Tazarotene 0.045% Lotion for the Once-Daily Treatment of Moderate-to-Severe Acne Vulgaris in Adult Males

January 2020 | Volume 19 | Issue 1 | Original Article | 78 | Copyright © January 2020

Published online December 13, 2019

Fran E. Cook-Bolden , Michael H. Gold , Eric Guenin

aMount Sinai Health System, New York, NY bTennnessee Clinical Research Center, Nashville, TN cOrtho Dermatologics, Bridgewater, NJ

BACKGROUND: There has been an increasing interest in gender differences both in the pathogenesis and treatment of acne vulgaris (acne). However, while acne prevalence among adolescents is comparable across sexes, acne is much more common in adult women than in adult men which has been largely ignored. Acne is likely less common in adult men because of the declining rate of sebum secretion observed with increasing age, and yet it can be more severe than in adult women. In addition, adherence to topical medications is especially poor in adult men where tactile and sensory perceptions are low. The first lotion formulation of tazarotene was developed using polymeric emulsion technology to provide an important alternative option to treat these acne patients, especially those who may be sensitive to the irritant effects of other tazarotene formulations.

OBJECTIVE: To evaluate the efficacy and safety of a new tazarotene 0.045% lotion formulation based on polymeric emulsion technology in treating adult male subjects with moderate or severe acne, in comparison with adolescent males treated with the same tazarotene 0.045% lotion.

METHODS: Post hoc analysis of two multicenter, randomized, double-blind, vehicle-controlled phase 3 studies in moderate-or-severe acne. Subjects (aged 10 and older, N=1614) were randomized (1:1) to receive tazarotene 0.045% lotion or vehicle, once-daily for 12 weeks. Efficacy assessments included changes in baseline inflammatory and noninflammatory lesions and treatment success (at least 2-grade reduction in Evaluator’s Global Severity Score [EGSS] and clear or almost clear). Quality of Life was assessed using the validated Acne-QoL scale. Safety, adverse events (AEs) were evaluated throughout; cutaneous tolerability (using a 4-point scale where 0=none and 3=severe) at each study visit.

RESULTS: A total of 268 male subjects (85≥18 years old and 183<18 years old) were treated with tazarotene 0.045% lotion once-daily for 12 weeks. At week 12, percent reductions in inflammatory and noninflammatory lesions with tazarotene 0.045% lotion were 62.3% and 59.5% in the adult male population, compared with 49.4% (P=0.001) and 49.5% (P=0.016) in the adolescent male population. Treatment success was achieved by 33.0% of adult male subjects treated with tazarotene 0.045% lotion, compared with 21.6% in the adolescent male population (P=0.059). Quality of life (as assessed by Acne-QoL domain scores) was better in adolescent males at baseline. Improvements in QoL domain scores were similar to those seen in the overall study population, with greater absolute change in domain scores in the adult males. Improvement in acne symptom scores was significantly greater in adult males (P=0.029). Tazarotene 0.045% lotion was well-tolerated. The number of subjects reporting any AE in the adult male population was 11 (13.6%) compared with 39 (21.4%) in the adolescent male population. There was only one (1.2%) treatment-related AE (application site pain) reported in the adult males compared with 11 (6.0%) in the adolescent males, where the most common treatment-related AEs were application site pain (3.3%), dryness (1.1%), and erythema (1.1%). Mean scores for hyper- and hypopigmentation were very low at baseline in both groups with no appreciable change with treatment.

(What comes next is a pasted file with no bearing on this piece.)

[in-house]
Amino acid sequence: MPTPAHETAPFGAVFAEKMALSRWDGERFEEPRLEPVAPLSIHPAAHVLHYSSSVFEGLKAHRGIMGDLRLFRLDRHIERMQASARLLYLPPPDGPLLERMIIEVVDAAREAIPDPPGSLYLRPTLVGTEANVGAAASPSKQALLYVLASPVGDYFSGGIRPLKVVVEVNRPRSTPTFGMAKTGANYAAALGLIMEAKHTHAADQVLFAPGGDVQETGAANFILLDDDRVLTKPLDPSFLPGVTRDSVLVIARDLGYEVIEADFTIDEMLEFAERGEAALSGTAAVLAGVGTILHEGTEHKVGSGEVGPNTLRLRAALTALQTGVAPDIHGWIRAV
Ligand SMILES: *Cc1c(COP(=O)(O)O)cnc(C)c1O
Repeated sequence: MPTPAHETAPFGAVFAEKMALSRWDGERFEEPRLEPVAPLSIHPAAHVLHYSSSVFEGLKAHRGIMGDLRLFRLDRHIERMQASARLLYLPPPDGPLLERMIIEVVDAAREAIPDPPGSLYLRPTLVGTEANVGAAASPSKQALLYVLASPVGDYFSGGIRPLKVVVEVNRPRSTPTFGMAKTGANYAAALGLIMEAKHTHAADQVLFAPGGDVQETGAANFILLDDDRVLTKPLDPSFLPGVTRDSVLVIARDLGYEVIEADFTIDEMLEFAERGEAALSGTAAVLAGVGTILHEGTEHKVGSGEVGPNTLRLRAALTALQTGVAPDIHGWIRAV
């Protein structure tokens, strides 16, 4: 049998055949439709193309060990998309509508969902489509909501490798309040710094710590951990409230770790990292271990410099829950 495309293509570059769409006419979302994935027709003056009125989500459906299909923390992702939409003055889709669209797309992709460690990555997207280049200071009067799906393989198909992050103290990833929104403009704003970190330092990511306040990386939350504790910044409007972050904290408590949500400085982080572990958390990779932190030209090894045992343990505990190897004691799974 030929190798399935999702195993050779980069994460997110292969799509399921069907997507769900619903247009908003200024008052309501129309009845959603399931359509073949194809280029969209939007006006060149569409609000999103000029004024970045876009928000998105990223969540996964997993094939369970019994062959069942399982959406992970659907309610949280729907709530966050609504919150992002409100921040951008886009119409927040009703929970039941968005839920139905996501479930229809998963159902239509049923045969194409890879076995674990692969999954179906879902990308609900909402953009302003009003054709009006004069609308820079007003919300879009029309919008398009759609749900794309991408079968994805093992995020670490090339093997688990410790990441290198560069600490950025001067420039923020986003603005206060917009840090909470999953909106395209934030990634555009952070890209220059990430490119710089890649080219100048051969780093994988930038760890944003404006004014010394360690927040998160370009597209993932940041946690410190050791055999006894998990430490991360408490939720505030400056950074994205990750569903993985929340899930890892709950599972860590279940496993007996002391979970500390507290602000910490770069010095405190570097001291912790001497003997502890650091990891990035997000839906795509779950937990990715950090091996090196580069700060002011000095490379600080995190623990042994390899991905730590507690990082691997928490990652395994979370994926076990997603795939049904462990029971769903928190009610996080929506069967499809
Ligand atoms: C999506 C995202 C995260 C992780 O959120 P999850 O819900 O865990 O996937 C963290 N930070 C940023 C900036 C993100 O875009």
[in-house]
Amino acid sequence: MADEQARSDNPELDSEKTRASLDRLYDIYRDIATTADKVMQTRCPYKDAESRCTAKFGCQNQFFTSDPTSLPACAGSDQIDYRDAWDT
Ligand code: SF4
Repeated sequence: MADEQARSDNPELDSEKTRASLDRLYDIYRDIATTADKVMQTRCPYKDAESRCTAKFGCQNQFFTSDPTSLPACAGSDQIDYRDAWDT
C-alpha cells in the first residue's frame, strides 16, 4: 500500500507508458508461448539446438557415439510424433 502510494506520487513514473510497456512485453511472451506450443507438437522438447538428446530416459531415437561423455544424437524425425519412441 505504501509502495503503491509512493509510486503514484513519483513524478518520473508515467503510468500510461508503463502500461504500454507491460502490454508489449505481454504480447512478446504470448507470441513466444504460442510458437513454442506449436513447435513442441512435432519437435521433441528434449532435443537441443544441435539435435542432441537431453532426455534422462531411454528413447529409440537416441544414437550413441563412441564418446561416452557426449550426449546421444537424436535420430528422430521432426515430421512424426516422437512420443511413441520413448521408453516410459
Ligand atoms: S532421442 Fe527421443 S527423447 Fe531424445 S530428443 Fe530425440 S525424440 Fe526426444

CONCLUSIONS: Tazarotene 0.045% lotion provides greater efficacy and better tolerability in adult males (above 18 years old) than the adolescent male population with moderate-to-severe acne patients.

J Drugs Dermatol. 2020;19(1):78-85. doi:10.36849/JDD.2020.3979


Although acne prevalence is comparable among adolescents of both genders,1 it is much more common in adult females than adult males.2,3 While there has been increased interest in adult female acne,4 acne in adult males has largely been ignored and data specifically looking at their management sparse. The mechanisms behind the development of acne lesions are multifactorial. Increased sebum production has been shown to play an important role,5,6 and it has been suggested that acne may be less common in adult males because of the declining rate of sebum secretion observed with increasing age.7 If acne pathogenesis in men is more dependent on sebum production, treatments that can reduce sebum such as retinoids may be beneficial.8-10